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“A Brief Consideration of New-York, with Respect to Its Natural Advantages: Its Superiority in Several Instances, over some of the Neighboring Colonies,” The Independent Reflector; January 18, 1753, issue 8, page 31.


In this newspaper issue, the editor describes New York and compares it with other colonies. In addition to information about trade, the report offers many anecdotal and critical comments, as suggested by this excerpt about Massachusetts. Consumer behavior, purchases of imported goods, and imitation of British fashions inspired many commentators to address the repercussions of participating in trans-Atlantic commerce.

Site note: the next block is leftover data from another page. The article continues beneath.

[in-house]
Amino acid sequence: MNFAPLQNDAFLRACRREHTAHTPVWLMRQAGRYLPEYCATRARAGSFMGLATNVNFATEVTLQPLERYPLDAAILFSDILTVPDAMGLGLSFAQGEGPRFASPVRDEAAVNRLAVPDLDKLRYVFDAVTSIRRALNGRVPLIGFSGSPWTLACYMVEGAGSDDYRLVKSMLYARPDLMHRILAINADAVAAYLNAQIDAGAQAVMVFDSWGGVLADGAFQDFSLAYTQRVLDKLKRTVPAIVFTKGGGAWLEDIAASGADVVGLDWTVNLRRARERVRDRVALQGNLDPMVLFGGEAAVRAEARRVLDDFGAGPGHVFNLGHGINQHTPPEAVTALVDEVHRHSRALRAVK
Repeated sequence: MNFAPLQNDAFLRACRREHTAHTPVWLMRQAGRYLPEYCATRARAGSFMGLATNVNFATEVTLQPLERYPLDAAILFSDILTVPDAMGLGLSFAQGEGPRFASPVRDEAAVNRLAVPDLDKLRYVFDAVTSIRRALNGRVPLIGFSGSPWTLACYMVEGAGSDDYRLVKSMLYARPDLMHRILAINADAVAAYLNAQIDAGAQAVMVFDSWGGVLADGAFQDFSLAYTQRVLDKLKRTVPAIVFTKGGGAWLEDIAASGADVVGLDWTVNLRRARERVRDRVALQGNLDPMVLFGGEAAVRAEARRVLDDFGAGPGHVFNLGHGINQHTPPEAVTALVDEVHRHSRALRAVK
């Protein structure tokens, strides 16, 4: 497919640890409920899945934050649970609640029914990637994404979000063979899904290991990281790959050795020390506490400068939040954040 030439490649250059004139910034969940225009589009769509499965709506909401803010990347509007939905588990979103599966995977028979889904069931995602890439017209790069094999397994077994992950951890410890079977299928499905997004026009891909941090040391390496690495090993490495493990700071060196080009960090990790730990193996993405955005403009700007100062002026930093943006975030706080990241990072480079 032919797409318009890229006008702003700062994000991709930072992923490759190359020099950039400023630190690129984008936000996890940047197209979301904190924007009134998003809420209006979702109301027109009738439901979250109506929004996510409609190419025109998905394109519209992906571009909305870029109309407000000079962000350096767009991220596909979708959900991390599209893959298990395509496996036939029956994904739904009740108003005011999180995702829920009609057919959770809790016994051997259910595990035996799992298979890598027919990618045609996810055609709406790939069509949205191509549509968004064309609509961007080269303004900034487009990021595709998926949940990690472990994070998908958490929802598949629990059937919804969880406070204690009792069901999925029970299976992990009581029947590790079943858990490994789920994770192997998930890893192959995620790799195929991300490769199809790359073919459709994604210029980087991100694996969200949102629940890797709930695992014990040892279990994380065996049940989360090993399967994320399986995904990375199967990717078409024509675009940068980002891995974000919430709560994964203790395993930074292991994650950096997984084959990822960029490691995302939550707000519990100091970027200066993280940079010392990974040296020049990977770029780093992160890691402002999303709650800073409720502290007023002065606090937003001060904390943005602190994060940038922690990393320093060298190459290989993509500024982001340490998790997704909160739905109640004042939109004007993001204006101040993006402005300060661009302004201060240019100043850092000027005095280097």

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 “ANOTHER Consequence of their clustering into Towns, is Luxury; --- a great and mighty Evil, carrying all before it, and crumbling States and Empires, into slow, but inevitable Ruin. --- Like sweetened Poison, it is soft but strong, enervates the Constitution, and triumphs at last, in the Weakness and Rotteness of the Patient. It is almost impossible for a Number of People, and absolutely so, if they are idle, to live together, but they will very soon attempt to outvie each other, in Dress, Tables, and the like. This is the Case in theMassachusetts-Bay: Let a Man enter one of their Country Churches, and he will be struck with the Gaiety of Ladies, in Silks and Lawn; while, perhaps, the Houses they came out of, shall scarce afford a clean Chair to sit on. --- Boston

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